What are the darkest truths about Europe
The fascination of witches - myths and truths
Hunchbacked women with brooms in hand and wart on their noses - the night of witches is imminent, on April 30th it's that time again: Thousands of people celebrate Walpurgis Night and dance into May.
Why do we celebrate Walpurgis Night?
The Northern and Central European festival combines Celtic and Germanic traditions as well as Catholic customs.
Those dressed as witches meet for a big celebration on the Brocken in the Harz Mountains (also called "Blocksberg") or on other elevated points in Germany and Europe. This custom goes back to the belief that witches and ghosts are up to mischief in mountainous surroundings on the night of April 30th to May 1st. The namesake of the haunted night is the holy Walpurga. She was a nun from Great Britain and lived in the eighth century AD. On May 1st, 761, she was appointed abbess. Walpurga is considered the patron saint against disease, famine and epidemic.
Where does the belief in witches come from?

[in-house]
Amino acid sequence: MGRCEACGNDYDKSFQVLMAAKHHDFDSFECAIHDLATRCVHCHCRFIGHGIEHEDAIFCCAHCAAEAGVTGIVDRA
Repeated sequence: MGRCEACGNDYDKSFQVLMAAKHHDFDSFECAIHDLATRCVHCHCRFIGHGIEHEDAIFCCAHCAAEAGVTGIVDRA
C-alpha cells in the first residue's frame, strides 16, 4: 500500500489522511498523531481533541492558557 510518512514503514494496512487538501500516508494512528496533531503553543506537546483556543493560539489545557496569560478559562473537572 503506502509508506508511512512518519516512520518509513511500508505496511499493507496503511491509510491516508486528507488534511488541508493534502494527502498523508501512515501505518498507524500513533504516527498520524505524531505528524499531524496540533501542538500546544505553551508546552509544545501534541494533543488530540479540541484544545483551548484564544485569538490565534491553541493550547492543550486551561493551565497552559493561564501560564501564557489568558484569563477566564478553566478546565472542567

The Walpurgis Night recalls one of the darkest chapters in our history: the witch hunt. Bad weather, crop failures or famines - in the Middle Ages people looked for explanations for such catastrophes. Since no causes could be found with the knowledge at the time, it was agreed that there must be men and women who can perform magic and use their magical powers to harm others.
The Catholic Church felt compelled to act, the clergyman Heinrich Kramer (1430-1505) wrote the book "Hexenhammer" and thus created instructions for the subsequent witch hunt. In the first 30 years after the "Witch's Hammer" was published, it is estimated that several thousand people across Europe died at the stake.
At the end of the 17th century, people's living conditions improved. The age of the Enlightenment dawned, scientific knowledge was given more and more importance. On April 4, 1775, the maid Anna Schwegelin was tried as the last witch in Germany.
Witch persecution - still an issue
The witch hunt has not existed in Europe and the USA for hundreds of years. But in other regions of the world it is far from a thing of the past. The centers of persecution today are in Africa, Southeast Asia, India, and Latin America. Historians assume that more witches died in these countries than in Europe. As in the Middle Ages, people are made scapegoats for all kinds of grievances.
Witch hunt in Northern Germany
In the period between 1450 and 1750 tens of thousands of people, mostly women, were executed as supposed witches in Western and Central Europe - also in Northern Germany. more
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